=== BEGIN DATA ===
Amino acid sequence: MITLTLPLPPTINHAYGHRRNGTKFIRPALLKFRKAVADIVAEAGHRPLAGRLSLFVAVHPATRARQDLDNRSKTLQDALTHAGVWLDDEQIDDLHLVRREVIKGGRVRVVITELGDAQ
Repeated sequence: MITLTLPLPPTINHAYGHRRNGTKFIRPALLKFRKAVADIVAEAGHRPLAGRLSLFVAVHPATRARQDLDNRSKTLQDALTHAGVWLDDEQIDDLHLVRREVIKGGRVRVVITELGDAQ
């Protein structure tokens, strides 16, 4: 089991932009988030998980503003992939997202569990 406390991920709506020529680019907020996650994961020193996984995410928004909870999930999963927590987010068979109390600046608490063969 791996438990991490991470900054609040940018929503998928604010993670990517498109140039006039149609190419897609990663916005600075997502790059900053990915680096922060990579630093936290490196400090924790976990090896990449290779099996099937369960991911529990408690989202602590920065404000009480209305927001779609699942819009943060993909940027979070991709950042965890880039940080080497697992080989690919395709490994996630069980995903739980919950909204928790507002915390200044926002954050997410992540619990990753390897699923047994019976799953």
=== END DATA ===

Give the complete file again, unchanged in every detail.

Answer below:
Amino acid sequence: MITLTLPLPPTINHAYGHRRNGTKFIRPALLKFRKAVADIVAEAGHRPLAGRLSLFVAVHPATRARQDLDNRSKTLQDALTHAGVWLDDEQIDDLHLVRREVIKGGRVRVVITELGDAQ
Repeated sequence: MITLTLPLPPTINHAYGHRRNGTKFIRPALLKFRKAVADIVAEAGHRPLAGRLSLFVAVHPATRARQDLDNRSKTLQDALTHAGVWLDDEQIDDLHLVRREVIKGGRVRVVITELGDAQ
């Protein structure tokens, strides 16, 4: 089991932009988030998980503003992939997202569990 406390991920709506020529680019907020996650994961020193996984995410928004909870999930999963927590987010068979109390600046608490063969 791996438990991490991470900054609040940018929503998928604010993670990517498109140039006039149609190419897609990663916005600075997502790059900053990915680096922060990579630093936290490196400090924790976990090896990449290779099996099937369960991911529990408690989202602590920065404000009480209305927001779609699942819009943060993909940027979070991709950042965890880039940080080497697992080989690919395709490994996630069980995903739980919950909204928790507002915390200044926002954050997410992540619990990753390897699923047994019976799953």